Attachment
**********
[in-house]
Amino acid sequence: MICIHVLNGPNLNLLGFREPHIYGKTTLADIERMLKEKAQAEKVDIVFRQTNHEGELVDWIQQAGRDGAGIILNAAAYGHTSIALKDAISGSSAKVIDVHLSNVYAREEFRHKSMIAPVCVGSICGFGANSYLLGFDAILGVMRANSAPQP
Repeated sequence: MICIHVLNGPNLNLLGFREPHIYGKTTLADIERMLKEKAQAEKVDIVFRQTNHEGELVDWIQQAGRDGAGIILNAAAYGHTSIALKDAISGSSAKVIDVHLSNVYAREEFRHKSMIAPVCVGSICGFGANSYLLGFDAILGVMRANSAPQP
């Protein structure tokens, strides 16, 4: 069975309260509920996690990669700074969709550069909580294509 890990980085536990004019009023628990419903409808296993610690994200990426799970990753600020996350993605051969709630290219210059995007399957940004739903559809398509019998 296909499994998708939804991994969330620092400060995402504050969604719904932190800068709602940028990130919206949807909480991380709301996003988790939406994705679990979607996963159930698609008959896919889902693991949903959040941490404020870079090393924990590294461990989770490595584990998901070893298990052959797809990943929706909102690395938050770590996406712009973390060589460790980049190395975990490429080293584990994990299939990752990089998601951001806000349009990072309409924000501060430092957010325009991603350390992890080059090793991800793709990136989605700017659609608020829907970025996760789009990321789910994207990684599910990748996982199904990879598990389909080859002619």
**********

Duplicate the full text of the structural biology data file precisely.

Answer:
[in-house]
Amino acid sequence: MICIHVLNGPNLNLLGFREPHIYGKTTLADIERMLKEKAQAEKVDIVFRQTNHEGELVDWIQQAGRDGAGIILNAAAYGHTSIALKDAISGSSAKVIDVHLSNVYAREEFRHKSMIAPVCVGSICGFGANSYLLGFDAILGVMRANSAPQP
Repeated sequence: MICIHVLNGPNLNLLGFREPHIYGKTTLADIERMLKEKAQAEKVDIVFRQTNHEGELVDWIQQAGRDGAGIILNAAAYGHTSIALKDAISGSSAKVIDVHLSNVYAREEFRHKSMIAPVCVGSICGFGANSYLLGFDAILGVMRANSAPQP
């Protein structure tokens, strides 16, 4: 069975309260509920996690990669700074969709550069909580294509 890990980085536990004019009023628990419903409808296993610690994200990426799970990753600020996350993605051969709630290219210059995007399957940004739903559809398509019998 296909499994998708939804991994969330620092400060995402504050969604719904932190800068709602940028990130919206949807909480991380709301996003988790939406994705679990979607996963159930698609008959896919889902693991949903959040941490404020870079090393924990590294461990989770490595584990998901070893298990052959797809990943929706909102690395938050770590996406712009973390060589460790980049190395975990490429080293584990994990299939990752990089998601951001806000349009990072309409924000501060430092957010325009991603350390992890080059090793991800793709990136989605700017659609608020829907970025996760789009990321789910994207990684599910990748996982199904990879598990389909080859002619």